People who’ve had COVID-19 should be swab tested again 4 or more weeks after symptoms first appear to minimise the risk of onward infection, suggests a large population based study in one of Italy’s former coronavirus hotspots, and published in the online journal BMJ Open.
This is because SARS-CoV-2, the virus responsible for COVID-19 infection, takes an average of 30 days to clear from the body after the first positive test result and an average of 36 days after symptoms first appear, the study findings show. And it’s not yet known how infectious a person may be in the recovery phase, warn the researchers.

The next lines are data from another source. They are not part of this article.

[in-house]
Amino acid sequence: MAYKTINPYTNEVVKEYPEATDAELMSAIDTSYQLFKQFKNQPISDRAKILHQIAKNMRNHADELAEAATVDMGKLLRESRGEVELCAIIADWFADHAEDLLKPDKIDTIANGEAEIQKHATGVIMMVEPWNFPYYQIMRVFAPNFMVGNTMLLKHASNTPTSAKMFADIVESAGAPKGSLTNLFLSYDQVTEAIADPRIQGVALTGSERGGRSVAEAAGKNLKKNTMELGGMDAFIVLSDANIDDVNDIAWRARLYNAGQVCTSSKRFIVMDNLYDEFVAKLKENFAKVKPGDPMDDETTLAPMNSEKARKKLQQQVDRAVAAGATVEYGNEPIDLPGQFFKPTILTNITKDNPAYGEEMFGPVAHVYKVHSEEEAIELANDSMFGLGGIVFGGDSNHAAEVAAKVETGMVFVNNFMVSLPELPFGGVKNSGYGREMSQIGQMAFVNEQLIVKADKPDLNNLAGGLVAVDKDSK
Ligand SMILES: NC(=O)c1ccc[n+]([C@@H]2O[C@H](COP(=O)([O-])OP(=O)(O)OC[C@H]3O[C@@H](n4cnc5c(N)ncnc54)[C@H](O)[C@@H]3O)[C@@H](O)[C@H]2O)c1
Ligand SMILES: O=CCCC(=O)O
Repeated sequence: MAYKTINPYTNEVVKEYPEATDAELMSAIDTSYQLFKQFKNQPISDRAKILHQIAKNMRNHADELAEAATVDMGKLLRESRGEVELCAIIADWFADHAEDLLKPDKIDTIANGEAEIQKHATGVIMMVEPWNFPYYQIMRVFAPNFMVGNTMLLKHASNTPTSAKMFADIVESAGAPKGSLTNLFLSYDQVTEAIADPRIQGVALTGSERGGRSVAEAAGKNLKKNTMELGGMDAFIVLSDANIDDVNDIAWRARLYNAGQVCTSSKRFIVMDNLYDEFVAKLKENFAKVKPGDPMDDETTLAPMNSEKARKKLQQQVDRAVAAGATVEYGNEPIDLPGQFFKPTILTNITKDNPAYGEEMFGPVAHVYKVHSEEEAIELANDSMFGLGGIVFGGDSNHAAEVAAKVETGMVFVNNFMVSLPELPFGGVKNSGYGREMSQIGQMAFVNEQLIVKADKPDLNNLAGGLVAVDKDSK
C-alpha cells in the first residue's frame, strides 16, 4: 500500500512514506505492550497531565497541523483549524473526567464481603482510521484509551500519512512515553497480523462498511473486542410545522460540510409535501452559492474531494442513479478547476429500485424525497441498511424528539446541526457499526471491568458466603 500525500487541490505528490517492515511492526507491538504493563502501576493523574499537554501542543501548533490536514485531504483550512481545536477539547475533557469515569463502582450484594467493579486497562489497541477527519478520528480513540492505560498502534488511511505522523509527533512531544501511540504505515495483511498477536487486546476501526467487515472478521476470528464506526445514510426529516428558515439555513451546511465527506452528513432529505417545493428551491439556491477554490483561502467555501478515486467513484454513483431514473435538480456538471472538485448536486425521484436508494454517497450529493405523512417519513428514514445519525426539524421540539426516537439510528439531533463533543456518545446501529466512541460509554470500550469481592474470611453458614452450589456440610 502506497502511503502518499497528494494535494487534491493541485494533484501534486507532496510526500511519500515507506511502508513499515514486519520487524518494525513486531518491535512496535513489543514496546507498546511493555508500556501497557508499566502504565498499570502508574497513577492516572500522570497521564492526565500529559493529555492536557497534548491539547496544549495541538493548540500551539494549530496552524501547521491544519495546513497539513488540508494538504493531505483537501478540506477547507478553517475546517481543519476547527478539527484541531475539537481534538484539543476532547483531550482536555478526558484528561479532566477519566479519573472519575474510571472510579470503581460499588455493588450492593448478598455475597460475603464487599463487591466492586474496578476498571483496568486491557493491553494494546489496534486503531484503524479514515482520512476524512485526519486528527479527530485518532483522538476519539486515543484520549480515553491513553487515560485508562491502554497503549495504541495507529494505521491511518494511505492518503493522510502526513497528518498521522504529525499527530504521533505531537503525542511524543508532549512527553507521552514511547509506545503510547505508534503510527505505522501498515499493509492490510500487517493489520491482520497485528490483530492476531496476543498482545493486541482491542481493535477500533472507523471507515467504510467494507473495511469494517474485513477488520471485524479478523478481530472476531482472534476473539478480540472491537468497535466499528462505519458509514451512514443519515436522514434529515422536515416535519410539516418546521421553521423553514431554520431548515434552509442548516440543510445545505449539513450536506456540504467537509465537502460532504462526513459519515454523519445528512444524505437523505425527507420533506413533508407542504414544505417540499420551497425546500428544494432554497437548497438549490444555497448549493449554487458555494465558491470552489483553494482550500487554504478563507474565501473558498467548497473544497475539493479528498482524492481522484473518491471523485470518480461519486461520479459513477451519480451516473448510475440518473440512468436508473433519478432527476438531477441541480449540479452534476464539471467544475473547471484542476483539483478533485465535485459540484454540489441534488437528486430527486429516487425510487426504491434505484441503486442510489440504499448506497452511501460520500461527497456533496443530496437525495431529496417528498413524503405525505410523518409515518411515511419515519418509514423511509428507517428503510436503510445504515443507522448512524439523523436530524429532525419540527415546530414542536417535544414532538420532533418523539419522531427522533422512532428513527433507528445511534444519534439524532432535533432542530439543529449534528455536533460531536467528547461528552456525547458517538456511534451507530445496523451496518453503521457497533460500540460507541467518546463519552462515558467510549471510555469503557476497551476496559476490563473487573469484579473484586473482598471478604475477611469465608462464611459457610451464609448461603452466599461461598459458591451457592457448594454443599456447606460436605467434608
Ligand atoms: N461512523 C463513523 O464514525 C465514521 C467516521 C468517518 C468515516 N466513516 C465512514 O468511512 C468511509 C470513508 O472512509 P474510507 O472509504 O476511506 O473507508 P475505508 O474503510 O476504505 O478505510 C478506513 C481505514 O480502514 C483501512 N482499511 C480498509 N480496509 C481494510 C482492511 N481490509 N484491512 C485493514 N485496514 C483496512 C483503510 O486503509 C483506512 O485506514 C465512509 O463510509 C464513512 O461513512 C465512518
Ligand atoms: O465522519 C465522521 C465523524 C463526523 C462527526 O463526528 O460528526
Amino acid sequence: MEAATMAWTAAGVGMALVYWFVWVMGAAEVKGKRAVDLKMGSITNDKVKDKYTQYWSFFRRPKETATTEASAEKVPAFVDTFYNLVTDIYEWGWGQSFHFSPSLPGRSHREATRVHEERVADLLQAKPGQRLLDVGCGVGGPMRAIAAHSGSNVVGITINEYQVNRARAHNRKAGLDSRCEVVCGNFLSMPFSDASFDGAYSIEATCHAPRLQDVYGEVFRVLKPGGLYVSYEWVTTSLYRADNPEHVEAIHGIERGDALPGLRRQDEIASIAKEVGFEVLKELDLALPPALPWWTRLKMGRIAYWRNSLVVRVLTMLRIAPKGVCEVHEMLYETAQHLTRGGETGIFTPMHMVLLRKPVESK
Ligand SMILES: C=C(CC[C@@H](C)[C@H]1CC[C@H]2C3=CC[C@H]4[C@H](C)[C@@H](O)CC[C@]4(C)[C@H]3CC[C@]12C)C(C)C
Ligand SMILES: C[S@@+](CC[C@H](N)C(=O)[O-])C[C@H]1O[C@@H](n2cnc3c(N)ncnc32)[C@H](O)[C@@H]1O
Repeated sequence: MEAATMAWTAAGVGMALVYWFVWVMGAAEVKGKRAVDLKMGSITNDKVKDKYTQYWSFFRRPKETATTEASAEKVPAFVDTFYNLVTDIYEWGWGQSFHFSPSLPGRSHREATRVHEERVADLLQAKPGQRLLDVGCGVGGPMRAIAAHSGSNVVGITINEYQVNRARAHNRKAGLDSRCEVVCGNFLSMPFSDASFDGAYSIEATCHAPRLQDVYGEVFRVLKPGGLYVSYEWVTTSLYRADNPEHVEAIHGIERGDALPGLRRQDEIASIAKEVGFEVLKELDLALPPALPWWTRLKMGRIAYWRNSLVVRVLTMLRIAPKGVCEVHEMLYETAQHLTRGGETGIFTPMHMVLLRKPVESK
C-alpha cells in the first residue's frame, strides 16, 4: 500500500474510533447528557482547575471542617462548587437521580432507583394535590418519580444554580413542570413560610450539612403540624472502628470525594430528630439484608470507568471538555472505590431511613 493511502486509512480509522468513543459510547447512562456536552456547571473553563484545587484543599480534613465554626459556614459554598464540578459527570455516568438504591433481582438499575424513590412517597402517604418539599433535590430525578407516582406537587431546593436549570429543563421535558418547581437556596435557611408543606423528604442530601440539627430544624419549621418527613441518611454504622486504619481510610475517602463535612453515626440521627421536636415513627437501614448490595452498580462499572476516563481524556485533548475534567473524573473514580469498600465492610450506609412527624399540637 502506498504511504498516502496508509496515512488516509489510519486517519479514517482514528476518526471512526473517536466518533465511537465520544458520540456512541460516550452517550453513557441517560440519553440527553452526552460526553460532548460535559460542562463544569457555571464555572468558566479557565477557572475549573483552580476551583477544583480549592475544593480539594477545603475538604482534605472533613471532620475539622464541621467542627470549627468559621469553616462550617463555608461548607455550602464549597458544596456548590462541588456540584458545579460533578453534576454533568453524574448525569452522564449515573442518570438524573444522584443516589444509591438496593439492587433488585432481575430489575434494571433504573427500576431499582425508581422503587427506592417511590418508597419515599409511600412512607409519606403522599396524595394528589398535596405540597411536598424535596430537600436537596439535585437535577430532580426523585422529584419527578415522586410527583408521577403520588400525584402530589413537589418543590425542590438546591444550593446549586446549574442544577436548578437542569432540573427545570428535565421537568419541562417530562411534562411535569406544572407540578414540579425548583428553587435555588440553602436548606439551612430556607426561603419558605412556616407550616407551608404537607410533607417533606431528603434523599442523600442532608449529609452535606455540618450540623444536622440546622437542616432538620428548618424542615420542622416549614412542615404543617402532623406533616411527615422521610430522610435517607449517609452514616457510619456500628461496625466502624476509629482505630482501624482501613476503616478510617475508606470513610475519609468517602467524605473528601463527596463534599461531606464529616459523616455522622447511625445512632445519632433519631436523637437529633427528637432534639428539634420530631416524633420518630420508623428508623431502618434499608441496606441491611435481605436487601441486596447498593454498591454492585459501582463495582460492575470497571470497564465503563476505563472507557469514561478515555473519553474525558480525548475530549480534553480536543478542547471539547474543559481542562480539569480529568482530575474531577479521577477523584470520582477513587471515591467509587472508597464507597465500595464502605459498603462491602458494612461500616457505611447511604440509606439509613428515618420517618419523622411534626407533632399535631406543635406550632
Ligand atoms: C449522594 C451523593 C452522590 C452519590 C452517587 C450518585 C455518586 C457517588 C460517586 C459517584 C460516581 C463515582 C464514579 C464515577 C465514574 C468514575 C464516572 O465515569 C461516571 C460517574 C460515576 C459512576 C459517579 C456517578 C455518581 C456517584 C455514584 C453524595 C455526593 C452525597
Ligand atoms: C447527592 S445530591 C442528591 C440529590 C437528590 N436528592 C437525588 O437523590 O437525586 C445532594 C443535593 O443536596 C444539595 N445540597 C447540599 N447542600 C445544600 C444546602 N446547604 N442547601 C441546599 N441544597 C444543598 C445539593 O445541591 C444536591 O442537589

What’s more, the findings indicate that the rate of false negative test results — whereby people are falsely reassured they no longer have active (shedding) virus in their bodies — is relatively high (1 in 5) in early convalescence, so putting them at risk of unwittingly passing on the infection.
An accurate assessment of how long it takes the body to clear SARS-CoV-2 is key to curbing the risk of onward infection and minimising the enforced isolation period for patients who no longer have symptoms, say the researchers.
To explore this further they tracked the progress of 4538 residents of the Reggio Emilia province in the Emilia-Romagna region of Italy, all of whom tested positive for the virus between February 26 and April 22 this year.
Italy was the first Western country to be badly affected by COVID-19. By mid-April 2020, it ranked third in the world for the number of cases and related deaths. Emilia-Romagna was one of the country’s three coronavirus regional hotspots.